So this brings us to The Leap project in Cambodia. Throughout the country there are people working on the rejuvenation of the communities in need. Socheat Hun is one of them. His company, Real World Adventures, offers what it says on the tin. However, he has used his experience and knowledge to help The Leap with projects in the communities most in need within Cambodia. Socheat is originally from Phnom Penh however he worked for the UN and EU for over 10 years. He is extremely passionate about charitable endeavours and therefore does what he can to help his country.
Volunteers are led in-country by the wonderful Chouy, a local guy who knows the country and communities like the back of his hand. Chouy is an all-important cog in the wheel of this program.
Want to volunteer in Cambodia?
The bulk of the project focuses around Siem Reap, one of the poorest regions in Cambodia. Itss estimated that only over half of the population have access to clean water and even less to a toilet. This results in a high prevalence of completely preventable disease. So, for the last 8 years we have been working with Socheat to tackle this problem in villages around Siem Reap.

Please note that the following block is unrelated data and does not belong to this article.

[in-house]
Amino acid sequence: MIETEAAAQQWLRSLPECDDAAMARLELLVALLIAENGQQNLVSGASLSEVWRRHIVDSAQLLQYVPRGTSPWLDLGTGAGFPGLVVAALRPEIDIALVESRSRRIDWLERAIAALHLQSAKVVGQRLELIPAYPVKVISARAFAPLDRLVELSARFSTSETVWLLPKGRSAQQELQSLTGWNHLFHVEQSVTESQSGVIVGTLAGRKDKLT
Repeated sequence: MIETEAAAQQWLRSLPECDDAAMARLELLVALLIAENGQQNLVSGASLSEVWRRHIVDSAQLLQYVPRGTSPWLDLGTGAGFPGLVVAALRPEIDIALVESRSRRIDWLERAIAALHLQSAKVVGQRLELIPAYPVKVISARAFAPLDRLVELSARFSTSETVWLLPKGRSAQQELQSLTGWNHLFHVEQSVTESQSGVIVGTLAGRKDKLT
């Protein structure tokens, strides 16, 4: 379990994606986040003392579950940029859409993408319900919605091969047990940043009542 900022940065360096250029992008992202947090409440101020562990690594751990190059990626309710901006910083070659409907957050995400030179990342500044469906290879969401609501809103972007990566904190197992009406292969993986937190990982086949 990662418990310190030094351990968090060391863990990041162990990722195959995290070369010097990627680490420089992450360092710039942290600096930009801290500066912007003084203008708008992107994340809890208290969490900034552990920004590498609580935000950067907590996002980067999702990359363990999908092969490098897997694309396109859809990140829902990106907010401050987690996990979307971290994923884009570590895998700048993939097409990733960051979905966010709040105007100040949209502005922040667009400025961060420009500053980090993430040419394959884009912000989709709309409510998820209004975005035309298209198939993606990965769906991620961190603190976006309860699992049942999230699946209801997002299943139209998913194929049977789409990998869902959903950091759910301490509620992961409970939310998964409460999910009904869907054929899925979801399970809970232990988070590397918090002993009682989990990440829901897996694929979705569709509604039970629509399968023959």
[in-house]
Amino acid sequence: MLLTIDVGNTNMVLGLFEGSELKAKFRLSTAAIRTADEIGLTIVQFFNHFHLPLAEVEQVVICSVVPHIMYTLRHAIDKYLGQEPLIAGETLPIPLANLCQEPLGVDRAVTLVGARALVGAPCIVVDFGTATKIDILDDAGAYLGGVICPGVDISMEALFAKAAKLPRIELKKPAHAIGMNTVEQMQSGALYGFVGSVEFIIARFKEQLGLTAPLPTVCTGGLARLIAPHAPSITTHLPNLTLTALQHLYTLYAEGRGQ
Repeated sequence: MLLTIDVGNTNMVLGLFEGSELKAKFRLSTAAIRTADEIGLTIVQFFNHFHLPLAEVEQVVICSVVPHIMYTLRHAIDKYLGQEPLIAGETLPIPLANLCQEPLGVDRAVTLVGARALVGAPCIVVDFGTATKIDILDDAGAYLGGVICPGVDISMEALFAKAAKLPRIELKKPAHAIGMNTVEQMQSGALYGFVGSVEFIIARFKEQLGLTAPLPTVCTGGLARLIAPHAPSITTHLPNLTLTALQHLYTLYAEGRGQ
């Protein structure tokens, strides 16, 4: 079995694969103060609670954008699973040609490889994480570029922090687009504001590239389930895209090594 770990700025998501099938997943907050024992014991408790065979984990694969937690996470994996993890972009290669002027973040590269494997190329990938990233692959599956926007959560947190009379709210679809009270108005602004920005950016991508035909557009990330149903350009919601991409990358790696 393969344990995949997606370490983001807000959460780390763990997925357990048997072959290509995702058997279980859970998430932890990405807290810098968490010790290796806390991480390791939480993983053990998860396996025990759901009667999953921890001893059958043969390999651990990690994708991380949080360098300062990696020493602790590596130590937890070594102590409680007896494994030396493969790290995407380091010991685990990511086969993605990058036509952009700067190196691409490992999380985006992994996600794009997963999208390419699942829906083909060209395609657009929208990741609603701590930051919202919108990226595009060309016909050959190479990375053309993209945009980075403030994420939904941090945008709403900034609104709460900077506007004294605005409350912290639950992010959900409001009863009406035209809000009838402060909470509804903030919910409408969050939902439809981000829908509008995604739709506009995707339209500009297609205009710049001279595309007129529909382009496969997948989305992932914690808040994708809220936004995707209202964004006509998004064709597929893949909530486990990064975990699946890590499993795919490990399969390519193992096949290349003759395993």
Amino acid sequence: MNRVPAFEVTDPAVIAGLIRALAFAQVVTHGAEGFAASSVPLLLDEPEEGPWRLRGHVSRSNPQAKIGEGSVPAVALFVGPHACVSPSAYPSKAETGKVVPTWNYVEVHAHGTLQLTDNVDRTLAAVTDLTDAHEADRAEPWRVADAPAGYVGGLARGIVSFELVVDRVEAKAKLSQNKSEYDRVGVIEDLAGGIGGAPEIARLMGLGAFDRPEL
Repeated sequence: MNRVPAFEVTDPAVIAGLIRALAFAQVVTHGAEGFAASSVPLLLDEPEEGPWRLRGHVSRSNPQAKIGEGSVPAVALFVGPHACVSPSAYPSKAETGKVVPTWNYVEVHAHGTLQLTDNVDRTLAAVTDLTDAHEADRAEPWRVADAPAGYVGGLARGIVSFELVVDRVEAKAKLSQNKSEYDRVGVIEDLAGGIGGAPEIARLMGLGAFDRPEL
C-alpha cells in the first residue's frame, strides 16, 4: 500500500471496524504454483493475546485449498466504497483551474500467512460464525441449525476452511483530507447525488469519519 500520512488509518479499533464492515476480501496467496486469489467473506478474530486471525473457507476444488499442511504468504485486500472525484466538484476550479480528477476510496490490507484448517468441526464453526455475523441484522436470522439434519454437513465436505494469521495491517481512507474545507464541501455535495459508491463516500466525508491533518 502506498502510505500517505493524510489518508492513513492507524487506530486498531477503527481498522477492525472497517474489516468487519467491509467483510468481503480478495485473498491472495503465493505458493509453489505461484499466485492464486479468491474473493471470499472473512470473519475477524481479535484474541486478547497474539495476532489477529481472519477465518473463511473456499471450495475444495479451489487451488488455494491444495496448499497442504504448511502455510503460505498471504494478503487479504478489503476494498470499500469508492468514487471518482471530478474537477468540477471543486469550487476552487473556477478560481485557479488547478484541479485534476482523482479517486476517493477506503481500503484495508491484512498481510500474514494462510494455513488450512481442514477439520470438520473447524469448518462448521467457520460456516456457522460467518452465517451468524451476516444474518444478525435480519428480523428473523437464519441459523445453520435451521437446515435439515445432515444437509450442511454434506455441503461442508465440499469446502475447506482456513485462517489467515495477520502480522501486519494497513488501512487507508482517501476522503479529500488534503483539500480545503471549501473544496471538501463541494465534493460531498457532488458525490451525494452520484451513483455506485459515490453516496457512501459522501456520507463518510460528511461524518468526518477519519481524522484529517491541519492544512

Each Leap team works to build at least one toilet block and one well and pump for a village in extreme need.
Cambodia has a population of roughly 15.8 million people. Of these, 15% are below 22 as a result of the genocide during the Khmer Rouge. Sadly however, Cambodia has one of the worst education systems in the world. Again due to the Khmer Rouge who sought to destroy education within the country.
As a result there are a number of NGOs working to improve free education for underprivileged kids, including Kid Tree and Elma. We have teamed up with these NGOs so Leap volunteers spend the afternoons teaching English, computer skills and all sorts of other activities. All aiming to give the kids a shot at a bright future.
A section of The Leap’s project in Cambodia takes place over at the coast, in Sihanoukville. An idyllic beach location where, if you look a little closer you’ll see kids working on the street. Kids who should be in school or playing, most of all with no worries in the world.